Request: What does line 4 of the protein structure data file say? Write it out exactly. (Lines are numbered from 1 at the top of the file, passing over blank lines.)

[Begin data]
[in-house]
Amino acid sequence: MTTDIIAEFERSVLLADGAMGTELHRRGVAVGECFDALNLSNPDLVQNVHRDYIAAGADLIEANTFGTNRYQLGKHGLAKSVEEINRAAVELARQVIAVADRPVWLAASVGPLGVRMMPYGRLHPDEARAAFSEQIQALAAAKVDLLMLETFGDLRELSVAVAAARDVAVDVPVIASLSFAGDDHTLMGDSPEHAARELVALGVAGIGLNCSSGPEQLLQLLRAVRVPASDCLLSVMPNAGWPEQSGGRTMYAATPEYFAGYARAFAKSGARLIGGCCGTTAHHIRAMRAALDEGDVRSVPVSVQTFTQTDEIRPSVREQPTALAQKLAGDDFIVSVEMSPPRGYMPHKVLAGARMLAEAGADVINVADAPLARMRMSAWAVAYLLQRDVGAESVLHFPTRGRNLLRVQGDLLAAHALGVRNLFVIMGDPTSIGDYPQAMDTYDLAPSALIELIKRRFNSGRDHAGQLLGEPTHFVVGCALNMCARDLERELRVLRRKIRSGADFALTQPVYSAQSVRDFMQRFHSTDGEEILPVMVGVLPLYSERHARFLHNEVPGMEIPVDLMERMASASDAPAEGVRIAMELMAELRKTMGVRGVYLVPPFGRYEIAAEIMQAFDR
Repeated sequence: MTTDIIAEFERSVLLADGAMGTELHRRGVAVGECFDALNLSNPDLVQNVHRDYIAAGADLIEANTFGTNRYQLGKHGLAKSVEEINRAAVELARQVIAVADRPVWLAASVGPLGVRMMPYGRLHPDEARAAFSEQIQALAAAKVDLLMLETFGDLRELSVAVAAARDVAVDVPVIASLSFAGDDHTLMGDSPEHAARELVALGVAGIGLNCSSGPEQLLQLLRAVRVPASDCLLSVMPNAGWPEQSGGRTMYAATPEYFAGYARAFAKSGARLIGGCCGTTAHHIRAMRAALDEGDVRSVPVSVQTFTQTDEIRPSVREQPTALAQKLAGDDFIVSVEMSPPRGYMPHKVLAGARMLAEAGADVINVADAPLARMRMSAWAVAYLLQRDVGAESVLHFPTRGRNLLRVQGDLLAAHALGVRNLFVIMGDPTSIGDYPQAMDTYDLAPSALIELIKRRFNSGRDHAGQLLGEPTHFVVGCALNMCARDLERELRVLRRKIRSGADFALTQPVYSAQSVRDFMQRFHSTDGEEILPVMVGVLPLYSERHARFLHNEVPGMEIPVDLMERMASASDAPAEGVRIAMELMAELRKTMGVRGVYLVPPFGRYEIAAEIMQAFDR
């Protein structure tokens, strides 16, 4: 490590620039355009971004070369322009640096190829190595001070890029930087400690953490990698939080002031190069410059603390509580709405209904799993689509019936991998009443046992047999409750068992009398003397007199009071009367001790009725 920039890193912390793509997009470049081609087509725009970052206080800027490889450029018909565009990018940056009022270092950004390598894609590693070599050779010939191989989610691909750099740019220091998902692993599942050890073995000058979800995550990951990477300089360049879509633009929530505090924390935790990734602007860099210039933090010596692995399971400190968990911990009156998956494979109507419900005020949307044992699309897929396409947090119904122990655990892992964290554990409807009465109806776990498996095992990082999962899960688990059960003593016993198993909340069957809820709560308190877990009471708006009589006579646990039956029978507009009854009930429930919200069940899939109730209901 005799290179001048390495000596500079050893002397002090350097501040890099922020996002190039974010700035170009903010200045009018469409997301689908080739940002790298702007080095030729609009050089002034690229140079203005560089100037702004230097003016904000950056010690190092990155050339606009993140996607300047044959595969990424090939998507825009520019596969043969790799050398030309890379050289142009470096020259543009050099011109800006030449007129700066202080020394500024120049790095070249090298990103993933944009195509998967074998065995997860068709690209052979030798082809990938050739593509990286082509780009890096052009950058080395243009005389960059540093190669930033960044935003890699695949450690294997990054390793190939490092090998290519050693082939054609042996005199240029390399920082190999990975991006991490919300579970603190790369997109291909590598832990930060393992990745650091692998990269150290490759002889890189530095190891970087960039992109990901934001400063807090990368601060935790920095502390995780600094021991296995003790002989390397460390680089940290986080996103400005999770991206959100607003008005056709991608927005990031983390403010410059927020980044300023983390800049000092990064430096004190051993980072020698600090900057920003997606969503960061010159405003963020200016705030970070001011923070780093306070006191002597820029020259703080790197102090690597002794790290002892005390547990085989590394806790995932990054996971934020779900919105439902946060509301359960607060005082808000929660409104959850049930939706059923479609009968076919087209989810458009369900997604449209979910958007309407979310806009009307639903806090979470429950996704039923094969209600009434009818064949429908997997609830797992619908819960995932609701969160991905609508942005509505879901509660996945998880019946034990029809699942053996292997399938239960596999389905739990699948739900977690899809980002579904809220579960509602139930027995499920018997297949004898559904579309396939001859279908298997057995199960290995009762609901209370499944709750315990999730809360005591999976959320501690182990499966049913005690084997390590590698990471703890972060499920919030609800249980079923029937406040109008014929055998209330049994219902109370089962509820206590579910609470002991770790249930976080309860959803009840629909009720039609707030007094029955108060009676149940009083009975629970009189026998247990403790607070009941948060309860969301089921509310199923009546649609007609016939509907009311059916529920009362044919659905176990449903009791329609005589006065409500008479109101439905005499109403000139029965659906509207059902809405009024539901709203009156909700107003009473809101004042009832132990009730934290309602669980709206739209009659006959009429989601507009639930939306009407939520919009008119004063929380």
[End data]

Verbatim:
């Protein structure tokens, strides 16, 4: 490590620039355009971004070369322009640096190829190595001070890029930087400690953490990698939080002031190069410059603390509580709405209904799993689509019936991998009443046992047999409750068992009398003397007199009071009367001790009725 920039890193912390793509997009470049081609087509725009970052206080800027490889450029018909565009990018940056009022270092950004390598894609590693070599050779010939191989989610691909750099740019220091998902692993599942050890073995000058979800995550990951990477300089360049879509633009929530505090924390935790990734602007860099210039933090010596692995399971400190968990911990009156998956494979109507419900005020949307044992699309897929396409947090119904122990655990892992964290554990409807009465109806776990498996095992990082999962899960688990059960003593016993198993909340069957809820709560308190877990009471708006009589006579646990039956029978507009009854009930429930919200069940899939109730209901 005799290179001048390495000596500079050893002397002090350097501040890099922020996002190039974010700035170009903010200045009018469409997301689908080739940002790298702007080095030729609009050089002034690229140079203005560089100037702004230097003016904000950056010690190092990155050339606009993140996607300047044959595969990424090939998507825009520019596969043969790799050398030309890379050289142009470096020259543009050099011109800006030449007129700066202080020394500024120049790095070249090298990103993933944009195509998967074998065995997860068709690209052979030798082809990938050739593509990286082509780009890096052009950058080395243009005389960059540093190669930033960044935003890699695949450690294997990054390793190939490092090998290519050693082939054609042996005199240029390399920082190999990975991006991490919300579970603190790369997109291909590598832990930060393992990745650091692998990269150290490759002889890189530095190891970087960039992109990901934001400063807090990368601060935790920095502390995780600094021991296995003790002989390397460390680089940290986080996103400005999770991206959100607003008005056709991608927005990031983390403010410059927020980044300023983390800049000092990064430096004190051993980072020698600090900057920003997606969503960061010159405003963020200016705030970070001011923070780093306070006191002597820029020259703080790197102090690597002794790290002892005390547990085989590394806790995932990054996971934020779900919105439902946060509301359960607060005082808000929660409104959850049930939706059923479609009968076919087209989810458009369900997604449209979910958007309407979310806009009307639903806090979470429950996704039923094969209600009434009818064949429908997997609830797992619908819960995932609701969160991905609508942005509505879901509660996945998880019946034990029809699942053996292997399938239960596999389905739990699948739900977690899809980002579904809220579960509602139930027995499920018997297949004898559904579309396939001859279908298997057995199960290995009762609901209370499944709750315990999730809360005591999976959320501690182990499966049913005690084997390590590698990471703890972060499920919030609800249980079923029937406040109008014929055998209330049994219902109370089962509820206590579910609470002991770790249930976080309860959803009840629909009720039609707030007094029955108060009676149940009083009975629970009189026998247990403790607070009941948060309860969301089921509310199923009546649609007609016939509907009311059916529920009362044919659905176990449903009791329609005589006065409500008479109101439905005499109403000139029965659906509207059902809405009024539901709203009156909700107003009473809101004042009832132990009730934290309602669980709206739209009659006959009429989601507009639930939306009407939520919009008119004063929380």